If you have been keeping up with my YouTube channel, you may have seen my vlog of how I spent my August. It was during this month that I started to think more about how I can make the most out of my time since we will be in this for the long haul. I wrote a post reflecting on quarantine as one does after realizing it’s been six full months (now 10 months), and I talked about the weird tug-of-war of wanting to live life to the fullest but not knowing what that looks like during a pandemic. Even though there are certain things I am not interested in or don’t feel safe doing, I know it is impossible to find 100% enjoyment from being in the house 24/7. So, I have researched some socially-distanced and mostly free things to do here in Dallas:
Dallas Museum of Art (Downtown) I am a museum person through and through and I think it has been amazing that so many of the most coveted museums around the world have managed to make their exhibitions virtual. Dallas Museum of Art (DMA) is one of my favorite art museums and it re-opened in August to limited capacity, hours, and days of operation. Knowing how easy it is to socially distance yourself in a museum, I decided to check it out and see how this experience has been updated. Masks are required, there is only one entrance and exit out of the museum, and the check-in process for ticketing is completely contactless as tickets have to be reserved online in advance for a specific time slot. General admission is free, but you have to pay for special exhibitions.
Last week, my boyfriend shared someone’s tweet on his Instagram story that asked people to stop telling others that they have to love themselves in order to be worthy of love in return. We all know the saying that if you do not love yourself, how can you love someone else? It has gained increasing criticism as people realize there is a negative element that can be tied to this saying. It can suggest that you have to unpack all of your baggage and trauma before anyone can love you. But it’s scenarios like this that always remind me that studying communication will always be relevant and interesting. Intent, interpretation, and impact can completely obscure a message. In my experience, this saying has impacted me the opposite way and I will explain why.
Recently, I did a video as part of my Lex Behind the Lens series on my YouTube channel about knowing your worth. It surprisingly gained a lot of traction compared to the performance of my previous videos, but it was the first thing I thought of when I was reading this on his story. Another recent occurrence was that I ended a friendship after discovering this person was inherently not someone I wanted to continue befriending. To protect this post from derailing from the point, I will not express further why that friendship ended (if you know, you know), but I would not have been able to do that or feel confident enough to create a video about knowing my worth had I not been on a self-love journey for the last three years.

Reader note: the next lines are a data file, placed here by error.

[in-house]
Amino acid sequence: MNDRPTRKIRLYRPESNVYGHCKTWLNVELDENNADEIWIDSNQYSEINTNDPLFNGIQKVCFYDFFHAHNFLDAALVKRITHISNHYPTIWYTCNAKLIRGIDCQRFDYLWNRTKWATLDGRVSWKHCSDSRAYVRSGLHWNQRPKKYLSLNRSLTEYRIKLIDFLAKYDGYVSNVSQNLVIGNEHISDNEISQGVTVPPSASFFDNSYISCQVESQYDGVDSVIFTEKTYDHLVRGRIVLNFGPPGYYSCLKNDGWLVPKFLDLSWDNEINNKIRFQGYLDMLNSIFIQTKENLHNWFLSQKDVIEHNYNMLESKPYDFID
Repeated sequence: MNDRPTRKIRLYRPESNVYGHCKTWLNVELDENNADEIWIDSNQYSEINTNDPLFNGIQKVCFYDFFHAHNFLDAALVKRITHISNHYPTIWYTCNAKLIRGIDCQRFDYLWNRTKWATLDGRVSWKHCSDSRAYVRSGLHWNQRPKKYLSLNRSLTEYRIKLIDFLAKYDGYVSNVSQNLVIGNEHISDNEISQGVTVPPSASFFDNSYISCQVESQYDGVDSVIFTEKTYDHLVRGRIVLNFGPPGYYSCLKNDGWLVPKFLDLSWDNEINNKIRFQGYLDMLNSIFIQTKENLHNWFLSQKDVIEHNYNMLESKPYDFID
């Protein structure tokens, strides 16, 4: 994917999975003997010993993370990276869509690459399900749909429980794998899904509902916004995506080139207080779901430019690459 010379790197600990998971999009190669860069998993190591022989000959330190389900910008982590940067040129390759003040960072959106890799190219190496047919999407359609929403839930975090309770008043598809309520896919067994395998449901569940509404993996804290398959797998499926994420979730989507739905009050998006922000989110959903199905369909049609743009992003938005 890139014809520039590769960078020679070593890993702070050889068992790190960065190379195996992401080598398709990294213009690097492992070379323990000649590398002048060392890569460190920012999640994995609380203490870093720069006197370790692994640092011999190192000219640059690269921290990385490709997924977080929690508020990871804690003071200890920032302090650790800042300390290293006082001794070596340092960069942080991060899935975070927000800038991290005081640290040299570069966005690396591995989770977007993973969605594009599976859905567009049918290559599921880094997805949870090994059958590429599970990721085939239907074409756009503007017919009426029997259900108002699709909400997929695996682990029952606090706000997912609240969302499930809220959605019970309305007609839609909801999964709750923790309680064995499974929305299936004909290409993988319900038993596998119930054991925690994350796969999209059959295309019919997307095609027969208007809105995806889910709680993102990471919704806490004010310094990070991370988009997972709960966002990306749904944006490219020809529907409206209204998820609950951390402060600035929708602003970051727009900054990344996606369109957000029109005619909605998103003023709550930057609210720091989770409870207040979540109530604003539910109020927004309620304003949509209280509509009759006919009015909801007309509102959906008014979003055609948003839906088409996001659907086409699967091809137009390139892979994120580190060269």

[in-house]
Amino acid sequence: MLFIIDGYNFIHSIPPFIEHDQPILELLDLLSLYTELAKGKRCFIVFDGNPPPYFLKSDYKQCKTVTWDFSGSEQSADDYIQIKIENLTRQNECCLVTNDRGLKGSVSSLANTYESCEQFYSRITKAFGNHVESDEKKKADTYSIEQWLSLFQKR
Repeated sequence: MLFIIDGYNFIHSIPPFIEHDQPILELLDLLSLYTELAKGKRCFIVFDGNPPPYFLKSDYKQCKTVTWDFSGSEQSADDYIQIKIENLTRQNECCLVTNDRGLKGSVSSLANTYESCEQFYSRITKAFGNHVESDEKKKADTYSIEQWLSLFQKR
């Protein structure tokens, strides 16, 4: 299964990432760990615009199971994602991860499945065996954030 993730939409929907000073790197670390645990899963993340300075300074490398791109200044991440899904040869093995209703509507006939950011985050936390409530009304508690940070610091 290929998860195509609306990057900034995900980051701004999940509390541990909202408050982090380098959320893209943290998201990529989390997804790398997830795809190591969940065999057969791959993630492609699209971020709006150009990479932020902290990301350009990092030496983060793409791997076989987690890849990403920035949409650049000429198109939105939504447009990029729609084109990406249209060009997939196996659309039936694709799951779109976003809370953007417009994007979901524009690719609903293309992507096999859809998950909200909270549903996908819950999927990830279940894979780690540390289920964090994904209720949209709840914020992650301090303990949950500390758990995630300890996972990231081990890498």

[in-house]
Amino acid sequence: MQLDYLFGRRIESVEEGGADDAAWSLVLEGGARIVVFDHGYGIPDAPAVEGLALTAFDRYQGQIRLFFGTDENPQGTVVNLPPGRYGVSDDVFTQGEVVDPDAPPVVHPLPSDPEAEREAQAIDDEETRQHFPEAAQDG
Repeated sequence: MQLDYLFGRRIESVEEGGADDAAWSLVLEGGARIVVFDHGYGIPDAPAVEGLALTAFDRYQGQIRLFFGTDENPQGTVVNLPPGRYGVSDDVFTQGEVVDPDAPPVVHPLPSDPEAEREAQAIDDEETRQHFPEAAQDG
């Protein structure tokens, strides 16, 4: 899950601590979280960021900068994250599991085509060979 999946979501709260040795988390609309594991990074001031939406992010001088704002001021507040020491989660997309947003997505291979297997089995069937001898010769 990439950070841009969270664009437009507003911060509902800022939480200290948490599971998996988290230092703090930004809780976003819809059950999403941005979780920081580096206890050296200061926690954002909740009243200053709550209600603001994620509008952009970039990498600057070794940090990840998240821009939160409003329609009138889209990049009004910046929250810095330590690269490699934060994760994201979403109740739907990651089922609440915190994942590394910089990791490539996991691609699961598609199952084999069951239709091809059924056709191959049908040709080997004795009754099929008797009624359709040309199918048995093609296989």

Last week, my friend, Ilse, and I went to high tea at The Adolphus Hotel. If you have been following my blog since study abroad, you will know that I have been to high tea before. High tea is a pricey activity and I’m really not a tea girl, but who doesn’t like to have a bougie outing now and again? This has been a tradition here in Dallas for decades apparently. I couldn’t find an exact date of when it started, but I learned on arrival that The Adolphus Hotel has been here since 1912, so I will take a guess it’s been at least 20 years of high tea during the holidays.
Disclaimer: This is a review of Eat, Pray, Love the film, not the book.
I genuinely can’t remember when I first saw Eat, Pray, Love. The book came out in 2007 when I was a 7th grader and then the movie came out in 2010 when I was in 10th grade–both years of my life during which I did not have the penchant for traveling that I later developed. Further, this book/movie followed a 34-year-old woman regarding topics I had no deep connection to: broken relationships, sense of belonging, life’s purpose–you know, the things you contemplate as an adult. As both a 12-year-old and a 15-year-old, my only concern was the VMAs, going to the mall, and when Beyoncé’s next album was going to drop. What I do know is when I did eventually watch this, I fell in love (pun intended). I am pretty sure it was after my senior trip to Rome in 2012 because that’s her first destination. I routinely watch this film whenever I am feeling in a mindset of restlessness and when I just need to see The Pasta Scene (more on that later), but when I thought to write a review on it, I discovered this film premiered 10 years ago as of August. So, how does it hold up in 2020?